||Ex-bourbon casks; Virgin spanish oak finish|
|Distiller||Midleton (Midleton, Ireland)|
Method & Madness is a very interesting brand coming from Midleton, taking a creative and innovative angle on Irish whisky doing all sorts of interesting stuff like finishing in cherry wood and chestnut. This one takes what is known as a “single grain whisky” in Scotland and Ireland- essentially, a whisky made from a grain different than malt. Typically corn or wheat is used, because they are cheaper grains and they are distilled to be very light in character - to be a base for blends. So finishing in virgin oak will amp up oak characteristics, dissolved into the whisky, without a long maturation in new oak.
Bottling Code: L919931457 07:24 18/07/19
Bottling Date: 2019
The nose is very light, but very woody. If anyone is curious what European oak tastes like – this is a good picture of this. It is very familiar with virgin oaked finished Canadian whiskies – no surprise there – because most virgin oak finished whiskies mostly have a light corn base. Pencil shavings, rose, mixed baking spice, dried mixed flowers, vanilla, and some potpourri. Pleasant, but not a lot of character behind the oak, which dominates this one quite a bit. It isn’t too much wood (it isn’t bitter or overoaked) but I would say that the wood dominates in a way where the spirit isn’t present much, and therefore – to me – it’s missing the element of balance between spirit and cask which I desire in whiskies, particularly finished whiskies.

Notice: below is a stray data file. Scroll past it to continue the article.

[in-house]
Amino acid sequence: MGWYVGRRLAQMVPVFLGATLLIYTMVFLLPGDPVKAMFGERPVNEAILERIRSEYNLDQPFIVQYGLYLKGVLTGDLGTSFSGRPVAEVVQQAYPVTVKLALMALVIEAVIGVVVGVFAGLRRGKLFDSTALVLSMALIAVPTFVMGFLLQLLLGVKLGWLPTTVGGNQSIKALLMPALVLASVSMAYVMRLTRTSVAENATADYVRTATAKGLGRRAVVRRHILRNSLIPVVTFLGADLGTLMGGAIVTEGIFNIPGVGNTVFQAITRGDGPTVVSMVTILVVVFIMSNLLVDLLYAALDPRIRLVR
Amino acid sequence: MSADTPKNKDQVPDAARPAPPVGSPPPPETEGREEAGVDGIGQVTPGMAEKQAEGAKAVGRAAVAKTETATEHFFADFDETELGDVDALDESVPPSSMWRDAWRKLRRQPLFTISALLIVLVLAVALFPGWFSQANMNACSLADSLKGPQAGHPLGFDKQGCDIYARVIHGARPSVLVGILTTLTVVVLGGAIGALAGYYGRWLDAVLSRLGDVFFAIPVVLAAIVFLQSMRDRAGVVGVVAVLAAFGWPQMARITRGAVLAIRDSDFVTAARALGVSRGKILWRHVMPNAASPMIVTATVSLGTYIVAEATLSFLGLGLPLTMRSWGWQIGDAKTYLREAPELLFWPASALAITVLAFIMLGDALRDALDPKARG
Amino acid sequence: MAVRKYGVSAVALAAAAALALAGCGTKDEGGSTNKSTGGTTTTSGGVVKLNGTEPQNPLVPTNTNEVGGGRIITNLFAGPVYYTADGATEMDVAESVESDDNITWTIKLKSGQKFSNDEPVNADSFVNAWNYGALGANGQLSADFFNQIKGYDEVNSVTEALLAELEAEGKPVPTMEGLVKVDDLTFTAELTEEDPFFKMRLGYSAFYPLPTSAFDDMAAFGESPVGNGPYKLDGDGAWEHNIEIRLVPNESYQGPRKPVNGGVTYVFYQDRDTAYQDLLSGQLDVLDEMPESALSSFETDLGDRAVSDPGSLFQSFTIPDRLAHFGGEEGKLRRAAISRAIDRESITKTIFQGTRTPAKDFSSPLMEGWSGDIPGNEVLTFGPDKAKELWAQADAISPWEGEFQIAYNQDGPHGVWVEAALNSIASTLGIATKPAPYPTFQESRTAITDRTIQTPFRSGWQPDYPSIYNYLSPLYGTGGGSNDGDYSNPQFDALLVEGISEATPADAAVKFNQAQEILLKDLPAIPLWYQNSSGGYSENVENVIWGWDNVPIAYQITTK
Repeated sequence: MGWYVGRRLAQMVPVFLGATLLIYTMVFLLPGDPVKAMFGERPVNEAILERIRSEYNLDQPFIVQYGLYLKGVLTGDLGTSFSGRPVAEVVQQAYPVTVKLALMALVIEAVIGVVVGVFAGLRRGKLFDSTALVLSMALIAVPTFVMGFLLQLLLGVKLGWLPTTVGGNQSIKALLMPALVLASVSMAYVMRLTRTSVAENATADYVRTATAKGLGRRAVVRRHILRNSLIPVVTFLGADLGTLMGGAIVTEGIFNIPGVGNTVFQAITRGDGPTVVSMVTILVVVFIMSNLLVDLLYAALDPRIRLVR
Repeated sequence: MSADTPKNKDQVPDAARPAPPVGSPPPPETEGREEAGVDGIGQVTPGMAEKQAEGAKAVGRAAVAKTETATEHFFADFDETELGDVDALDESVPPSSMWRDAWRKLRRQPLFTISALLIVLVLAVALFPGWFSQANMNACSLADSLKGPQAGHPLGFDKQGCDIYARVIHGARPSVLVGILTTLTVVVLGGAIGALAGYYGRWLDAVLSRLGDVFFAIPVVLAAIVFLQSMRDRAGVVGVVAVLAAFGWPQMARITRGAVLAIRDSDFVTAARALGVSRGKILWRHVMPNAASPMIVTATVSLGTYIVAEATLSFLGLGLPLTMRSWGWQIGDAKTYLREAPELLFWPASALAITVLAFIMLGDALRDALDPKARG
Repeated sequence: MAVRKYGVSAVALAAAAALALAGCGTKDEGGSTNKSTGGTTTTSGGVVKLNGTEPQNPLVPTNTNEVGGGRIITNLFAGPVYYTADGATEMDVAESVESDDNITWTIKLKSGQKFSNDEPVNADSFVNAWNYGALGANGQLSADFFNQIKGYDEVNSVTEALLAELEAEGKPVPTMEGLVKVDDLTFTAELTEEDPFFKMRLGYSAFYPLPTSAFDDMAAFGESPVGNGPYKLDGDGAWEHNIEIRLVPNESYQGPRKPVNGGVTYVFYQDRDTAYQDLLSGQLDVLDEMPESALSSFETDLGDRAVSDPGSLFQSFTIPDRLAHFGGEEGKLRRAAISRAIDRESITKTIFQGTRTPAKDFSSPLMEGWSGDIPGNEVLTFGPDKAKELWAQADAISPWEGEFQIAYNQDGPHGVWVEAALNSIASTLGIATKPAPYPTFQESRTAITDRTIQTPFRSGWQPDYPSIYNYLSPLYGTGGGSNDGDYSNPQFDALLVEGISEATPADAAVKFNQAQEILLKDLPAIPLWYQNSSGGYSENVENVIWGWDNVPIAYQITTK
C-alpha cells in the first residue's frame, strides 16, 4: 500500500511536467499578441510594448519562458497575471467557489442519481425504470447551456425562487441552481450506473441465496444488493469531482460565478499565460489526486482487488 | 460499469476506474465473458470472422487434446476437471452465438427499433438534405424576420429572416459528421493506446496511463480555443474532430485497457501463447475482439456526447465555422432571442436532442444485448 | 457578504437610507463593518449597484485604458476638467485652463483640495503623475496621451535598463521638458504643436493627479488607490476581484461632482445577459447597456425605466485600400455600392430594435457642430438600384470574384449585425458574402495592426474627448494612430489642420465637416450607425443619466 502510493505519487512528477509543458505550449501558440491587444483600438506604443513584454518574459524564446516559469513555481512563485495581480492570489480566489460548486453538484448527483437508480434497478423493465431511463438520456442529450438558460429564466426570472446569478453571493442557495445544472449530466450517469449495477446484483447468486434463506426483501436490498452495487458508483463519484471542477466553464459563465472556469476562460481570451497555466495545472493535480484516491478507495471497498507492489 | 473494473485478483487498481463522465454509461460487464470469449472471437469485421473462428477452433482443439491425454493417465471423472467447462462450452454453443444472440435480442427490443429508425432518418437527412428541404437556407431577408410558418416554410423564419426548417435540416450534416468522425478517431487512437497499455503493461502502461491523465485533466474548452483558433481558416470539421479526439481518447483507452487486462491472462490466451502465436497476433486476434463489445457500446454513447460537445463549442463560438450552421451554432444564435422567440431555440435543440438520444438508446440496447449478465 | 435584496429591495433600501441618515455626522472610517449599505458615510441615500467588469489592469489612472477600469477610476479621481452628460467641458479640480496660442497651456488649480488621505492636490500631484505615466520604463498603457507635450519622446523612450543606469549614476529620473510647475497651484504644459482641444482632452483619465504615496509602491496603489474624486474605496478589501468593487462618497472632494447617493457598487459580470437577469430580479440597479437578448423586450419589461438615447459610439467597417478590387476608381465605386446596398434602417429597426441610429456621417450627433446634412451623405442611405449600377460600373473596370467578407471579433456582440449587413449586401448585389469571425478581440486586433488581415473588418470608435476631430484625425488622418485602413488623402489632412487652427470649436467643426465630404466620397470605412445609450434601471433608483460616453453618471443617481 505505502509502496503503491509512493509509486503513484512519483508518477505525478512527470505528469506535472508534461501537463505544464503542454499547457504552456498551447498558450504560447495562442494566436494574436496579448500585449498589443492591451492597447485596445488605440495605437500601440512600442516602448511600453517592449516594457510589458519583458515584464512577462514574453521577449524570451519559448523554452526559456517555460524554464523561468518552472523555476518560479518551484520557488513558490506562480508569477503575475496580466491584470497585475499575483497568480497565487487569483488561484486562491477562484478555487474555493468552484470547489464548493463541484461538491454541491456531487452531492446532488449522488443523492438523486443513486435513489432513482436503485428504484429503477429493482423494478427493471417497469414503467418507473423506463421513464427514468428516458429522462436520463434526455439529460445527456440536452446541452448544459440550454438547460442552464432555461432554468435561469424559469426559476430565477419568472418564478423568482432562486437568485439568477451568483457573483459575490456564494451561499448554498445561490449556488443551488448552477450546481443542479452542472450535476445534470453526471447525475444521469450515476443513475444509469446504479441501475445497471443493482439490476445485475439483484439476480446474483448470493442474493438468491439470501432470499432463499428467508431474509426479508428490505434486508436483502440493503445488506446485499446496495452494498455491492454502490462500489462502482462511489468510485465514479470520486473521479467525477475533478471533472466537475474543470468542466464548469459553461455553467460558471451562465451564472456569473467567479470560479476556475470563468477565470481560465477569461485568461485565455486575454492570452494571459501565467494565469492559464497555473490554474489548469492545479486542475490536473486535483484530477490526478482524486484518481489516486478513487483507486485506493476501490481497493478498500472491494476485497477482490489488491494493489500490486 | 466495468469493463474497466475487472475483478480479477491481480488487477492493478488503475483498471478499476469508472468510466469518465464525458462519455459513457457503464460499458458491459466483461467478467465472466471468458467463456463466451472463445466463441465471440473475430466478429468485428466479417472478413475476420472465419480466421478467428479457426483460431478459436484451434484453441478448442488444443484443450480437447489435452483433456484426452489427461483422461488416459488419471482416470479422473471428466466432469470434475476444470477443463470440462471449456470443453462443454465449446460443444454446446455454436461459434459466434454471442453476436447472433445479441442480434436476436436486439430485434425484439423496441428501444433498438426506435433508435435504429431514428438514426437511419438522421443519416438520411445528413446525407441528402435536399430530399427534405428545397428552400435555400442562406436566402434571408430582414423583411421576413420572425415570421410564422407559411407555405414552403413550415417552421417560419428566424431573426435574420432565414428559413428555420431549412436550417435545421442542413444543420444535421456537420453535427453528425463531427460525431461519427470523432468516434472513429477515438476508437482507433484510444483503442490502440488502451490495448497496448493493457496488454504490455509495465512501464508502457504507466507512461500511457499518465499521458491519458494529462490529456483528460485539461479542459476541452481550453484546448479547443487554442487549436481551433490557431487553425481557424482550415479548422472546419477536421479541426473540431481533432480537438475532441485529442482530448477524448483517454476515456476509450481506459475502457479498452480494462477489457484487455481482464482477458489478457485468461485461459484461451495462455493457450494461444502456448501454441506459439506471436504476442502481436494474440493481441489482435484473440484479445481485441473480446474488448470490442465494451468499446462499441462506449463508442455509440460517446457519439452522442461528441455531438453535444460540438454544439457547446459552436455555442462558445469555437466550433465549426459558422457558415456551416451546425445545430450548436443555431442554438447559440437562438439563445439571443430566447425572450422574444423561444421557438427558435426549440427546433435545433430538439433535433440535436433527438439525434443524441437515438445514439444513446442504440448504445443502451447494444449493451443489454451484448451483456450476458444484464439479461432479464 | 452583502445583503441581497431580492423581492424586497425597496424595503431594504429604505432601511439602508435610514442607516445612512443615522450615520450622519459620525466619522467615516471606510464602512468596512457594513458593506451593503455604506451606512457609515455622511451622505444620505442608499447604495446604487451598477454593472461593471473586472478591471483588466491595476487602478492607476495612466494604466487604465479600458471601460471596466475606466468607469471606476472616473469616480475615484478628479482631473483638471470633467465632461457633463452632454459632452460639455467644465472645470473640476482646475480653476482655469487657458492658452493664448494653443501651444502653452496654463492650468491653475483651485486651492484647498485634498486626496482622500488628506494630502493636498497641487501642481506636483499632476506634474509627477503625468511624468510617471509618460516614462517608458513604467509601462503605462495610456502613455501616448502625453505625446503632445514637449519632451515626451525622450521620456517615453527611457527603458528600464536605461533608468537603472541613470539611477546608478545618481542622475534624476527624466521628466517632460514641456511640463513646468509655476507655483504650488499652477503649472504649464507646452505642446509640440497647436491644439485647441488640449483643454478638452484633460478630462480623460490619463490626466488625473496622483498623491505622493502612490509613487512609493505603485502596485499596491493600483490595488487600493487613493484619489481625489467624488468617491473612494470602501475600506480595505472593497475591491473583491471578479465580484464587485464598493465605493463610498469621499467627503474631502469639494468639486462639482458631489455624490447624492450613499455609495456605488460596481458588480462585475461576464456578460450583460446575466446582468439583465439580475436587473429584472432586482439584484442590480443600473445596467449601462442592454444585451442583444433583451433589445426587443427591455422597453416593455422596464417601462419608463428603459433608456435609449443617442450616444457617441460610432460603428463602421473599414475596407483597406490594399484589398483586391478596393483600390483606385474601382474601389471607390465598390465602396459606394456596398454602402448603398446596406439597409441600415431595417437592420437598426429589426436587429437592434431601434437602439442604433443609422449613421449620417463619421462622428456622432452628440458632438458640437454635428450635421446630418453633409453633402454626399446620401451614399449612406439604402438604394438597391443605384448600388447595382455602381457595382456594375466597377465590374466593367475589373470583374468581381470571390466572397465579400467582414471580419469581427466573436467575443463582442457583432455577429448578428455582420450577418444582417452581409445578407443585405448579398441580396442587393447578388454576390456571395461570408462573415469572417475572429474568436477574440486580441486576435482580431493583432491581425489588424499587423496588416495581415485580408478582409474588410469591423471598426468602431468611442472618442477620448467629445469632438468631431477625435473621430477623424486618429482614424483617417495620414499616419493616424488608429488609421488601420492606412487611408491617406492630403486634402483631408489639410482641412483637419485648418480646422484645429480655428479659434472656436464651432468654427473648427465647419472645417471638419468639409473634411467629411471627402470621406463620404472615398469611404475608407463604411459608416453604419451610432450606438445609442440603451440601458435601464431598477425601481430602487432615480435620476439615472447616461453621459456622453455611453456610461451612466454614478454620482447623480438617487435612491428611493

The palate is very thick – woody, oaky, vanilla, with a light floral characteristic and lots of confectionary characteristics (like icing sugar). The finish is all European oak and some light sweetness, with vanilla. Baking spices and toasted oak, with a rich spicy character – all there.
I’m so-so about this one. If you haven’t had a “light expression” with lots of oak, this is a very different. If I compare to a whisky which I find better balanced between virgin oak and a light spirit (like Pike Creek 21 European Oak finish), then it doesn’t have nearly the same complexity or intrigue.
But, I also can’t say there are any real negatives here, and it’s enjoyable as a casual dram.
Value: Nothing special, but not bad for $65. You can certainly do better these days, but if you are interested to explore a bit of a different take on Irish whisky, it’s not a lot to spend against the market.